Archive for the ‘C#’ Category

Lucene.Net becomes top-level project at Apache

Friday, August 17th, 2012

Lucene.Net becomes top-level project at Apache

From the post:

Lucene.Net, the port of the Lucene search engine library to C# and .NET, has left the Apache incubator and is now a top-level project. The announcement on the project’s blog says that the Apache board voted unanimously to accept the graduation resolution. The vote confirms that Lucene.Net is healthy and that the development and governance of the project follows the tenets of the “Apache way”. The developers will now be moving the project’s resources from the current incubator site to the main apache.org site.

Various flavors of MS Windows account for 80% of all operating systems.

What is the target for your next topic map app? (With or without Lucene.Net.)

Mono integrates Entity Framework

Tuesday, August 14th, 2012

Mono integrates Entity Framework

From the post:

The fourth preview release of version 2.11 of Mono, the open source implementation of Microsoft’s C# and .NET platform, is now available. Version 2.11.3 integrates Microsoft’s ADO.NET Entity Framework which was released as open source, under the Apache 2.0 licence, at the end of July. The Entity Framework is the company’s object-relational mapper (ORM) for the .NET Framework. This latest alpha version of Mono 2.11 has also been updated in order to match async support in .NET 4.5.

Just in case you are not familiar with the MS ADO.Net Entity Framework:

The ADO.NET Entity Framework enables developers to create data access applications by programming against a conceptual application model instead of programming directly against a relational storage schema. The goal is to decrease the amount of code and maintenance required for data-oriented applications. Entity Framework applications provide the following benefits:

  • Applications can work in terms of a more application-centric conceptual model, including types with inheritance, complex members, and relationships.
  • Applications are freed from hard-coded dependencies on a particular data engine or storage schema.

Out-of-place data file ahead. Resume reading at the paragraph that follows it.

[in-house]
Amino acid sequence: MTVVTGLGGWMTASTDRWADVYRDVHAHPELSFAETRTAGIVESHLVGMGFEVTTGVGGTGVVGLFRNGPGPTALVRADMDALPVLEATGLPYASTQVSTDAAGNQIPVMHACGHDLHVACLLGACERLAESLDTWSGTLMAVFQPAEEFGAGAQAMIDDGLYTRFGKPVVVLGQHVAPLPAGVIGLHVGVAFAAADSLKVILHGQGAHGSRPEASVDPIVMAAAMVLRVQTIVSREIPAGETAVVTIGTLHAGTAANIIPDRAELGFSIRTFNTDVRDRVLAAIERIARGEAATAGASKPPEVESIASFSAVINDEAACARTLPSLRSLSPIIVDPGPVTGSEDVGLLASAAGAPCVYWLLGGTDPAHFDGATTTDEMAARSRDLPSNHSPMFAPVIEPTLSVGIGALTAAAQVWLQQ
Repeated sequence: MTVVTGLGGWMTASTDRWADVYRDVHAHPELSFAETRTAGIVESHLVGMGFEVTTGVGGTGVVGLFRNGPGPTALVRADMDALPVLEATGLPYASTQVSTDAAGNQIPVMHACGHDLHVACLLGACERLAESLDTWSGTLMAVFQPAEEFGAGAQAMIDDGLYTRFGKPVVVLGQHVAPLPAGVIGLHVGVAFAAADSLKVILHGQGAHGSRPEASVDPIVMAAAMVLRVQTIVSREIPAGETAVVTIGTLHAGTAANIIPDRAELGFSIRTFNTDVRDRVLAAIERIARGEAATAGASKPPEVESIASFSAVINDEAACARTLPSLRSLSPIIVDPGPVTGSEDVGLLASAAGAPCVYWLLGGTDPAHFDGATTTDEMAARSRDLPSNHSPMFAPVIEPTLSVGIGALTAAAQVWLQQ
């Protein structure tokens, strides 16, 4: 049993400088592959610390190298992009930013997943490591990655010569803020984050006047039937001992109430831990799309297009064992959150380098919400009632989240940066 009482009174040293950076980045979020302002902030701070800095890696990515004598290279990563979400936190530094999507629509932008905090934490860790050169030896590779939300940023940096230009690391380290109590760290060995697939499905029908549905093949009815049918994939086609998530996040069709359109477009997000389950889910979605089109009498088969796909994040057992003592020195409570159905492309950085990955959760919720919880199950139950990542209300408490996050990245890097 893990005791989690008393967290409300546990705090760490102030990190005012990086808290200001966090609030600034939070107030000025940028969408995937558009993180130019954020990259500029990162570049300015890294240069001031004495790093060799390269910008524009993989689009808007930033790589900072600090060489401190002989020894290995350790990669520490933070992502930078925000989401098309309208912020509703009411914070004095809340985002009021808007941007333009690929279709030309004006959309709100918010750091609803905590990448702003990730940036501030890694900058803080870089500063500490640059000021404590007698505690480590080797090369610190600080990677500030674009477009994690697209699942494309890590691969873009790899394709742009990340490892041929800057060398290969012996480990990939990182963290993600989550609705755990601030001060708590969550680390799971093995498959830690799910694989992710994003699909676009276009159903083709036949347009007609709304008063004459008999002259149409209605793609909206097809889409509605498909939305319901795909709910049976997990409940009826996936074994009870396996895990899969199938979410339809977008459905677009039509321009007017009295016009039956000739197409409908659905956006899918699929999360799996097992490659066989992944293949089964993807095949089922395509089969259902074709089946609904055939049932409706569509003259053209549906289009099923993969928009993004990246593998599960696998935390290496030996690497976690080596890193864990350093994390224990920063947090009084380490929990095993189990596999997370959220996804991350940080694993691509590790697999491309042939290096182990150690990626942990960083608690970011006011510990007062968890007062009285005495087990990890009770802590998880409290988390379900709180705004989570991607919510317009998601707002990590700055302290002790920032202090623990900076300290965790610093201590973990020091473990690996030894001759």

• Mappings between the conceptual model and the storage-specific schema can change without changing the application code.
  • Developers can work with a consistent application object model that can be mapped to various storage schemas, possibly implemented in different database management systems.
  • Multiple conceptual models can be mapped to a single storage schema.
  • Language-integrated query (LINQ) support provides compile-time syntax validation for queries against a conceptual model.

Does the source code at Entity Framework at CodePlex need extension to:

  • Discover when multiple conceptual models are mapped against a single storage schema?
  • Discover when parts of conceptual models vary in name only? (to avoid duplication of models)
  • Compare/contrast types with inheritance, complex members, and relationships?

If those sound like topic map type questions, they are.

There are always going to be subjects that need mappings to work with newer systems or different understandings of old ones.

Let’s stop pretending we going to reach the promised land and keep our compasses close at hand.

DensoDB Is Out

Sunday, April 22nd, 2012

DensoDB Is Out

From the website:

DensoDB is a new NoSQL document database. Written for .Net environment in c# language.

It’s simple, fast and reliable. More details on github https://github.com/teamdev/DensoDB

You can use it in three different ways:

  1. InProcess: No need of service installation and communication protocol. The fastest way to use it. You have direct access to the DataBase memory and you can manipulate objects and data in a very fast way.
  2. As a Service: Installed as Windows Service, it can be used as a network document store.You can use rest service or wcf service to access it. It’s not different from the previuos way to use it but you have a networking protocol and so it’s not fast as the previous one.
  3. On a Mesh: mixing the previous two usage mode with a P2P mesh network, it can be easily syncronizable with other mesh nodes. It gives you the power of a distributed scalable fast database, in a server or server-less environment.

You can use it as a database for a stand alone application or in a mesh to share data in a social application. The P2P protocol for your application and synchronization rules will be transparent for you, and you’ll be able to develop all your application as it’s stand-alone and connected only to a local DB.

I don’t work in a .Net environment but am interested in experiences with .Net based P2P mesh networks and topic maps.

At some point I should setup a smallish Windows network with commodity boxes. Perhaps I could make all of them dual (or triple) boot so I could switch between distributed networks. If you have software or a box you would like to donate to the “cause” as it were, please be in touch.

How to create and search a Lucene.Net index…

Sunday, October 23rd, 2011

How to create and search a Lucene.Net index in 4 simple steps using C#, Step 1

From the post:

As mentioned in a previous blog, using Lucene.Net to create and search an index was quick and easy. Here I will show you in these 4 steps how to do it.

  • Create an index
  • Build the query
  • Perform the search
  • Display the results

Before we get started I wanted to mention that Lucene.Net was originally designed for Java. Because of this I think the creators used some classes in Lucene that already exist in the .Net framework. Therefore, we need to use the entire path to the classes and methods instead of using a directive to shorten it for us.

Useful for anyone exploring topic maps as a native to MS Windows application.